29 December 2007

bikefix Exclusive Review: Hope Headset

There is something almost fetishistic about folks' headset obsession. While it's hard to find a bad threadless headset over about $30, people routinely drop $100 or more on some anodized piece of sexiness. King headsets, with their simple beauty, reputation for durability and 10-year warranty routinely fetch over $70 used on eBay. So popular are King as the premium headset of choice, if I were a component manufacture and the topic of a high-end headset came up, I would suggest not bothering with that market and trying to compete. Still, companies do. Crank Brothers have an ingenious new headset on the horizon, and American Classic, Cane Creek (owner of the Aheadset patent) and others all produce high-end headsets.

While they build quite nice (and reasonably-priced) hubs and cool lights, Hope are best known in the US for their nicely machined and reliable disc brakes. They own their own production facilities and make everything in Yorkshire, in the North of England. As an Anglophile who can't just buy what everyone else already has, the company's new threadless headset caught my eye a year or so back and I picked one up when building an On-One Inbred 29er. The Headset weighs in at a competitive 105g, is machined from 2014 aluminum, and runs about $125, which is competitive with King's No Threadset. Thanks to Brits' obsessive, um, obsession with sealing,
it features sealed stainless steel cartridge bearings as well as several o-rings. It also includes Hope's own Head Doctor removable Head Doctor, which takes the place of the usual star washer inside the steerer tube.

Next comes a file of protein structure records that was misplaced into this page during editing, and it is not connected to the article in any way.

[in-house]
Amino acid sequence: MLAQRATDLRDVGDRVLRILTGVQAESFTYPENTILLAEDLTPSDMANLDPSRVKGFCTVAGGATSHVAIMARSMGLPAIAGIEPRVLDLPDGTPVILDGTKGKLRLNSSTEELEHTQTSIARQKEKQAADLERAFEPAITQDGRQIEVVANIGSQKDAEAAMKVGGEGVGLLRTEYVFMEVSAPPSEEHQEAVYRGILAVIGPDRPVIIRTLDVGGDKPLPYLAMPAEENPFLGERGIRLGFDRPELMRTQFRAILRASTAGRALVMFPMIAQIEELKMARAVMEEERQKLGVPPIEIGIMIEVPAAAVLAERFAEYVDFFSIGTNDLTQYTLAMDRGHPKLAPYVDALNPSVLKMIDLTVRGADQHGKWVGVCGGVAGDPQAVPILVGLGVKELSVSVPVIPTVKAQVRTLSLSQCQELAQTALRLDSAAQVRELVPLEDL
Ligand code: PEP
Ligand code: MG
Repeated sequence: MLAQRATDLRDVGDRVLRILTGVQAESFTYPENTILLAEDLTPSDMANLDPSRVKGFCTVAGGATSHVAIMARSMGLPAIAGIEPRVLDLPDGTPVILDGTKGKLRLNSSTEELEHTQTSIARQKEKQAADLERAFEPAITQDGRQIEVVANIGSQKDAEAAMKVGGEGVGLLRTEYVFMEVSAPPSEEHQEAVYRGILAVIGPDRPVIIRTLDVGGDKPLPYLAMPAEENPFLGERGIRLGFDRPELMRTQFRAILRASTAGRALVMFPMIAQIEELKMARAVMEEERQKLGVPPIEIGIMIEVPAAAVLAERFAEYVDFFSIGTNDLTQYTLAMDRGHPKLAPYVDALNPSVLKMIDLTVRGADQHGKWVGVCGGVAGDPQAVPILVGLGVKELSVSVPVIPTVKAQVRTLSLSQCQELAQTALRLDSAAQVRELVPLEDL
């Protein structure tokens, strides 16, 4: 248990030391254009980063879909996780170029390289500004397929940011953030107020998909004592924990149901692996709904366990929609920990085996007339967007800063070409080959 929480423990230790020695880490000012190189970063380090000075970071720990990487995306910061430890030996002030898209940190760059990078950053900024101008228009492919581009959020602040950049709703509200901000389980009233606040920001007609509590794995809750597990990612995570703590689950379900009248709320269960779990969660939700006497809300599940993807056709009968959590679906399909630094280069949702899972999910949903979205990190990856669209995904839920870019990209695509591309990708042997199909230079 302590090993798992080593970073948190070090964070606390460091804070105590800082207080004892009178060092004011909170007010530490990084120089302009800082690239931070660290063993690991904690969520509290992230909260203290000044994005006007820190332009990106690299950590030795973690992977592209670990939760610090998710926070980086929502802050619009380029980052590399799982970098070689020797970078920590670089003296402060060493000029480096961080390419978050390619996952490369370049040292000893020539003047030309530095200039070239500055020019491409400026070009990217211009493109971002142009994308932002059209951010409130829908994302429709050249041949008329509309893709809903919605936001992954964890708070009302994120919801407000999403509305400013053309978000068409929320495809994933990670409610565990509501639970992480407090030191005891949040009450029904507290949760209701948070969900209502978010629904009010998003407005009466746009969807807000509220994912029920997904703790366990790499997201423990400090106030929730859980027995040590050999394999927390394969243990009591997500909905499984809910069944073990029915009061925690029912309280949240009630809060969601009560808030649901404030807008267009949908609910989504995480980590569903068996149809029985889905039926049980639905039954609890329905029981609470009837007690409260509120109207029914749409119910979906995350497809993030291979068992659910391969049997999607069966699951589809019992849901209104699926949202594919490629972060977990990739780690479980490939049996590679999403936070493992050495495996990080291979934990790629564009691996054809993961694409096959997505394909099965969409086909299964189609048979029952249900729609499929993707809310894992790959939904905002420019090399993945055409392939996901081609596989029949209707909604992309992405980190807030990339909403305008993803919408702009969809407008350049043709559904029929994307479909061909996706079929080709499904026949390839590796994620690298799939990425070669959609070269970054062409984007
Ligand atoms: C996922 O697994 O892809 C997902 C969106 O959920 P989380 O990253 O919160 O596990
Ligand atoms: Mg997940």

Clearly well-made, the Hope has pressed into three head tubes and onto three or four fork crowns with reassuring resistance and stayed where put. Because the bikes on which it's been mounted have all had star nuts installed already, I haven't had a chance to use the Head Doctor, but the included top cap and aluminum bolt work fine with those too and no doubt save some weight. Thanks to the o-rings, the headset can feel a bit drag-y, even after a year of use, but not so much that it's noticeable when riding. The trade off, I presume, is resistance to the elements. After a year on a single speed mountain bike, our Cayne Uno commuter, and now a full-on road bike, the Hope Headset feels as good as it did new, and maybe a bit better. Not as drag-free as a good old-fashioned cup & cone headset, but not far off a King and it hasn't required any adjustment or service at all, which is what most people want. The 'Gunsmoke' gray anodization has held up well and shows no sign of changing color (unlike my 2 y/o black King, which is starting to look a bit brown), though the laser etched logos tend to hold on to greasy fingerprints (see pics). Sorry, but there's not much else to say- aside from being pretty, it's gone all-but unnoticed. All-in-all, a well-made headset that is worth a look, especially if you live or ride in wet weather. Available to bike shops from QBP...

hopetech.com

marc

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